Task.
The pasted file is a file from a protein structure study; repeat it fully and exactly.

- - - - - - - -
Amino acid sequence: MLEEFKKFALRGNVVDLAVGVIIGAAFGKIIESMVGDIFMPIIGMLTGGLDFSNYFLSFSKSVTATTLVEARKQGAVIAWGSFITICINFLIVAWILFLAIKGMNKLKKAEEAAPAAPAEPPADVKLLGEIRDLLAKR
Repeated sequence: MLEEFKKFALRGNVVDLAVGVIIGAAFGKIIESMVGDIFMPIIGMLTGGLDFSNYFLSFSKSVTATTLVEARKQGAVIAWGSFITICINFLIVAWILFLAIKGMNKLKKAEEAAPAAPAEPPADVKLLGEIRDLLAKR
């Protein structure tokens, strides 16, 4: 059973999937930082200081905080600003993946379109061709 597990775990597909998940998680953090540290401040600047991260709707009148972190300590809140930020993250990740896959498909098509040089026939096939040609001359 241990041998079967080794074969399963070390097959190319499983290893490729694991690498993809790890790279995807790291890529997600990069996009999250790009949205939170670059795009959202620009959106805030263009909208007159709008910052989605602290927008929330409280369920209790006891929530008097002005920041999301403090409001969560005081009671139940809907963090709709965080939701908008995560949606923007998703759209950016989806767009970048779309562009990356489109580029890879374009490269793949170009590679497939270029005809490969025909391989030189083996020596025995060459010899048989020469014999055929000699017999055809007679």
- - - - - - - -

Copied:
Amino acid sequence: MLEEFKKFALRGNVVDLAVGVIIGAAFGKIIESMVGDIFMPIIGMLTGGLDFSNYFLSFSKSVTATTLVEARKQGAVIAWGSFITICINFLIVAWILFLAIKGMNKLKKAEEAAPAAPAEPPADVKLLGEIRDLLAKR
Repeated sequence: MLEEFKKFALRGNVVDLAVGVIIGAAFGKIIESMVGDIFMPIIGMLTGGLDFSNYFLSFSKSVTATTLVEARKQGAVIAWGSFITICINFLIVAWILFLAIKGMNKLKKAEEAAPAAPAEPPADVKLLGEIRDLLAKR
């Protein structure tokens, strides 16, 4: 059973999937930082200081905080600003993946379109061709 597990775990597909998940998680953090540290401040600047991260709707009148972190300590809140930020993250990740896959498909098509040089026939096939040609001359 241990041998079967080794074969399963070390097959190319499983290893490729694991690498993809790890790279995807790291890529997600990069996009999250790009949205939170670059795009959202620009959106805030263009909208007159709008910052989605602290927008929330409280369920209790006891929530008097002005920041999301403090409001969560005081009671139940809907963090709709965080939701908008995560949606923007998703759209950016989806767009970048779309562009990356489109580029890879374009490269793949170009590679497939270029005809490969025909391989030189083996020596025995060459010899048989020469014999055929000699017999055809007679």